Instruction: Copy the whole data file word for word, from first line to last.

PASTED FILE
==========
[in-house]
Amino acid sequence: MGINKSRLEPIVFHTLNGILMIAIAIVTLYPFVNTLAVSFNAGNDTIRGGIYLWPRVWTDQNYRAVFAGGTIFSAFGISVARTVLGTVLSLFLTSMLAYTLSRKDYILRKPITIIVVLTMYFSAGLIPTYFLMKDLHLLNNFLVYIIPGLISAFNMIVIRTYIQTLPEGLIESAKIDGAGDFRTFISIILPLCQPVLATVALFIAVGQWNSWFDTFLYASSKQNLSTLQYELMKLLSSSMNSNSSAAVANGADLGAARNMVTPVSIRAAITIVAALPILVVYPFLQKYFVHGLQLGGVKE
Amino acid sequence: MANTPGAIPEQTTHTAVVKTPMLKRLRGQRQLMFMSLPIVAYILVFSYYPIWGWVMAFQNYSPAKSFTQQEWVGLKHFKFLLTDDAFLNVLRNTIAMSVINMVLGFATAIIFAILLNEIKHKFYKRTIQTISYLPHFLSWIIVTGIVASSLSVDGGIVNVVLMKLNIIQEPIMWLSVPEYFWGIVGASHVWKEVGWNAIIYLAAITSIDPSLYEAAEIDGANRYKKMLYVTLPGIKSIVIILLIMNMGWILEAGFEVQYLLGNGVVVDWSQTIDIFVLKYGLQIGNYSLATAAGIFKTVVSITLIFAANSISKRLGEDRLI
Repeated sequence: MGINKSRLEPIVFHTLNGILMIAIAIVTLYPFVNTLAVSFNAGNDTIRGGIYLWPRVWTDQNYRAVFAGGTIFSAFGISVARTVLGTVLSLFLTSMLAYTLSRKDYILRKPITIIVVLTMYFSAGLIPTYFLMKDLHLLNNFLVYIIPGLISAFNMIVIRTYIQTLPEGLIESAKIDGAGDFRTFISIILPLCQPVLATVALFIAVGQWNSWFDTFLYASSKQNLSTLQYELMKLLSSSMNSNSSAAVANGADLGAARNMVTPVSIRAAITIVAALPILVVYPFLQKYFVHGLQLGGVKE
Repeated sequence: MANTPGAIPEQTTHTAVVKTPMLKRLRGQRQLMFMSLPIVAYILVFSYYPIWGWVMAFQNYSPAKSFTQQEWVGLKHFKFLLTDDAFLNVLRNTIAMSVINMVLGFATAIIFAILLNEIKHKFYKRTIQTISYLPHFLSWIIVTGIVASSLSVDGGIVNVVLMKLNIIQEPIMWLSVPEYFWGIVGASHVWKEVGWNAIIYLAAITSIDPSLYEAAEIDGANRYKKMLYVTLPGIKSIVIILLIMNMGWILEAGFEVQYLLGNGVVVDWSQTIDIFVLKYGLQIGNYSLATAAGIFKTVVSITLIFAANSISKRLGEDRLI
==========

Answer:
[in-house]
Amino acid sequence: MGINKSRLEPIVFHTLNGILMIAIAIVTLYPFVNTLAVSFNAGNDTIRGGIYLWPRVWTDQNYRAVFAGGTIFSAFGISVARTVLGTVLSLFLTSMLAYTLSRKDYILRKPITIIVVLTMYFSAGLIPTYFLMKDLHLLNNFLVYIIPGLISAFNMIVIRTYIQTLPEGLIESAKIDGAGDFRTFISIILPLCQPVLATVALFIAVGQWNSWFDTFLYASSKQNLSTLQYELMKLLSSSMNSNSSAAVANGADLGAARNMVTPVSIRAAITIVAALPILVVYPFLQKYFVHGLQLGGVKE
Amino acid sequence: MANTPGAIPEQTTHTAVVKTPMLKRLRGQRQLMFMSLPIVAYILVFSYYPIWGWVMAFQNYSPAKSFTQQEWVGLKHFKFLLTDDAFLNVLRNTIAMSVINMVLGFATAIIFAILLNEIKHKFYKRTIQTISYLPHFLSWIIVTGIVASSLSVDGGIVNVVLMKLNIIQEPIMWLSVPEYFWGIVGASHVWKEVGWNAIIYLAAITSIDPSLYEAAEIDGANRYKKMLYVTLPGIKSIVIILLIMNMGWILEAGFEVQYLLGNGVVVDWSQTIDIFVLKYGLQIGNYSLATAAGIFKTVVSITLIFAANSISKRLGEDRLI
Repeated sequence: MGINKSRLEPIVFHTLNGILMIAIAIVTLYPFVNTLAVSFNAGNDTIRGGIYLWPRVWTDQNYRAVFAGGTIFSAFGISVARTVLGTVLSLFLTSMLAYTLSRKDYILRKPITIIVVLTMYFSAGLIPTYFLMKDLHLLNNFLVYIIPGLISAFNMIVIRTYIQTLPEGLIESAKIDGAGDFRTFISIILPLCQPVLATVALFIAVGQWNSWFDTFLYASSKQNLSTLQYELMKLLSSSMNSNSSAAVANGADLGAARNMVTPVSIRAAITIVAALPILVVYPFLQKYFVHGLQLGGVKE
Repeated sequence: MANTPGAIPEQTTHTAVVKTPMLKRLRGQRQLMFMSLPIVAYILVFSYYPIWGWVMAFQNYSPAKSFTQQEWVGLKHFKFLLTDDAFLNVLRNTIAMSVINMVLGFATAIIFAILLNEIKHKFYKRTIQTISYLPHFLSWIIVTGIVASSLSVDGGIVNVVLMKLNIIQEPIMWLSVPEYFWGIVGASHVWKEVGWNAIIYLAAITSIDPSLYEAAEIDGANRYKKMLYVTLPGIKSIVIILLIMNMGWILEAGFEVQYLLGNGVVVDWSQTIDIFVLKYGLQIGNYSLATAAGIFKTVVSITLIFAANSISKRLGEDRLI